Multiplying the Loaves and Fish

Reflections on the Readings for Sunday 29 July 2012

2 Kings 4:42-44; Psalm 145:10-11, 15-18; Ephesians 4:1-6; John 6:1-15

Several of Jesus’ miracles echo those performed by the prophets Elijah and Elisha. Elisha fed one hundred men from twenty barley loaves, with some left over at the end. Jesus feeds five thousand with only five barley loaves and two fish, with twelve baskets left over. Both of these miracles are expressions of generosity and hospitality. Sometimes generosity isn’t giving out of our own abundance. Elisha and Jesus gave away the little they had been given, and God made it more than enough.

Jesus gave the people bread in abundance, but he did not give to them the power to dictate his mission. When they wanted to make him king, he slipped away. Their true need set the agenda, not their own plans for Jesus. “The hand of the Lord feeds us; he answers all our needs.”

The Old Testament ideal of shalom underlies Paul’s vision for the Christian community. Shalom is more than just peace; it is wellbeing in its fullest sense and has a strong communal element to it. There can be absence of conflict which is not yet shalom. Paul calls upon his readers to build a community characterised by peace and harmony, where justice and righteousness serve the common good and human flourishing. That takes love, humility and patience, with each person concerned for the good of the other. Sound impossible? I wonder how often we do not do the little that we could because we think that the challenge is so great that our puny efforts won’t even make a dent in it. Or sometimes, because peace is our goal, we do not speak out when we should. Do we acquiesce to other people’s agendas for power and take the easy way out? The community of love seems so out of reach, an unrealistic dream. But if there truly is one Spirit at work, then all our little efforts can amount to something big. We need to be like Elijah and like Jesus, offering the little that we have been given, and trusting God to multiply its effectiveness. We aren’t supposed to have the resources on our own anyway. God is over all and through all and in all. Our little acts of generosity and humble service, of overlooking slights and insults, of hospitality, of embracing the ‘other’, of working for peace, may be like a few loaves and a couple of fish among five thousand, but that’s enough for God.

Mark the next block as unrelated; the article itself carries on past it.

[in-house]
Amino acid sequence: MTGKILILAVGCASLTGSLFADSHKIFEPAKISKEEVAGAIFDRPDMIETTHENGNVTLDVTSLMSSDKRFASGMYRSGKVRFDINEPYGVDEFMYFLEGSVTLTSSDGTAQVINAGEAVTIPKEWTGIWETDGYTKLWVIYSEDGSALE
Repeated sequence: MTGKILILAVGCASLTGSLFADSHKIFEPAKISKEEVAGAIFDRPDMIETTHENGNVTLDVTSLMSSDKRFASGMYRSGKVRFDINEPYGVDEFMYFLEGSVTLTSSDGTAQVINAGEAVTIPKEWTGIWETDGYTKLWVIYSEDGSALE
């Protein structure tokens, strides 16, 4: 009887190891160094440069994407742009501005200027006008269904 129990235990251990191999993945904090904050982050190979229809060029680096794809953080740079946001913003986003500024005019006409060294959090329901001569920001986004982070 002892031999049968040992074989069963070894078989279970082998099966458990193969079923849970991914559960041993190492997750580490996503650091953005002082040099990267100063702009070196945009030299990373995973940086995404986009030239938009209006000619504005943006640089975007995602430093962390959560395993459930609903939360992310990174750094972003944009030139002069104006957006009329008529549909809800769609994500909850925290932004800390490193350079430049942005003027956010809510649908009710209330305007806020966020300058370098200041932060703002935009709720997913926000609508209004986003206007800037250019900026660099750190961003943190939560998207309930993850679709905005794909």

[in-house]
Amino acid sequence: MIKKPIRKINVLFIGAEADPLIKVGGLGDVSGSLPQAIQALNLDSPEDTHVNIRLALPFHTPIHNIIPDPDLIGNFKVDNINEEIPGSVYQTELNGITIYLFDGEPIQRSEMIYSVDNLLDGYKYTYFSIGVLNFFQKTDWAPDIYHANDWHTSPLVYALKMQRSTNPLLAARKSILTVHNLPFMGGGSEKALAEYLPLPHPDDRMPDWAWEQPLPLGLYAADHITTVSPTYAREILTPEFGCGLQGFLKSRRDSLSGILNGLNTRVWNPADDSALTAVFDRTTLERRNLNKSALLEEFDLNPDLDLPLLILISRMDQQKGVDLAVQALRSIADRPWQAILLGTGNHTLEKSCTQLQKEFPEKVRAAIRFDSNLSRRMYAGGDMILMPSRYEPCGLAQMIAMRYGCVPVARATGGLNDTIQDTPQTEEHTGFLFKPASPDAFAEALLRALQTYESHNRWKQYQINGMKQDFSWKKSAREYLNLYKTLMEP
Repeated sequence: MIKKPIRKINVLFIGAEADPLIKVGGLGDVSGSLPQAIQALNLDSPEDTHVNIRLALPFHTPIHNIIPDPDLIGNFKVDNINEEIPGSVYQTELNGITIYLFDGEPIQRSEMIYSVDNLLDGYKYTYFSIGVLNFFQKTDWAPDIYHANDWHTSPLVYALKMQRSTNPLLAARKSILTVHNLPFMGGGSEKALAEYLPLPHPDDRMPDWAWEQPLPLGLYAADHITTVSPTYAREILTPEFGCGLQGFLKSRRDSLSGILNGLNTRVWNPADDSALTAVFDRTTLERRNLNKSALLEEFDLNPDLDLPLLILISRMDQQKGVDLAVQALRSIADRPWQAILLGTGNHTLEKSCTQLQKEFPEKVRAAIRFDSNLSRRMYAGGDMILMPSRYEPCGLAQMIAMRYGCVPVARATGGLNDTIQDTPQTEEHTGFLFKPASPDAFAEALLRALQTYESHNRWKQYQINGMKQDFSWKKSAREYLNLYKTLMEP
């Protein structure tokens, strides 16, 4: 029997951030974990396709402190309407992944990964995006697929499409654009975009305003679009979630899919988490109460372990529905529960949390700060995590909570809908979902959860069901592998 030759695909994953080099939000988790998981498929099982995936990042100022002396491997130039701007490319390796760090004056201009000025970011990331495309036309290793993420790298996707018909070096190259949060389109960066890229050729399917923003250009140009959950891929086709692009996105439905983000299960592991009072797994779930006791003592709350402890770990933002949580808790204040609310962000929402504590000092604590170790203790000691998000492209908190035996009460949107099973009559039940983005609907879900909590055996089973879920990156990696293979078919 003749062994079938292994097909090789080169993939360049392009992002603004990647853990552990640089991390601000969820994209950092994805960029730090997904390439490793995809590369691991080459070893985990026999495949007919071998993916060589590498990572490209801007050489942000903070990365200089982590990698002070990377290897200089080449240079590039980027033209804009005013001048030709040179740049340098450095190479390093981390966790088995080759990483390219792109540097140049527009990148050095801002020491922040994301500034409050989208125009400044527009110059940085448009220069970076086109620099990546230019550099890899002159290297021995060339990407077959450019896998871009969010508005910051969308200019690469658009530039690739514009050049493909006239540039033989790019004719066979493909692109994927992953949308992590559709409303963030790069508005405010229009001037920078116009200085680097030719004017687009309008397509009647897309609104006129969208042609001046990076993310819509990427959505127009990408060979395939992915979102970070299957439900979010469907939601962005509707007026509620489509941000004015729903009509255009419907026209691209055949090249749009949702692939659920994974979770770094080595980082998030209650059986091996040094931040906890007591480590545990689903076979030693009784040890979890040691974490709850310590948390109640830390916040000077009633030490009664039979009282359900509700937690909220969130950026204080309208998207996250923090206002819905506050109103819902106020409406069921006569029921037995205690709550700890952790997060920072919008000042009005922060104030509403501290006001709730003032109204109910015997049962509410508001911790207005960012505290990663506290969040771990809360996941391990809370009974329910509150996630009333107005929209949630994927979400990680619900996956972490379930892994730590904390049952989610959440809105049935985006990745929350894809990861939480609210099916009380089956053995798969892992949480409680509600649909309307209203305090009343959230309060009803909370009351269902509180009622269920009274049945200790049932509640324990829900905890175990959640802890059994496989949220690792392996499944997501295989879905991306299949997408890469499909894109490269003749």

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About Jessie Rogers

I'm a Scripture scholar and Godly Play practitioner living in Ireland.
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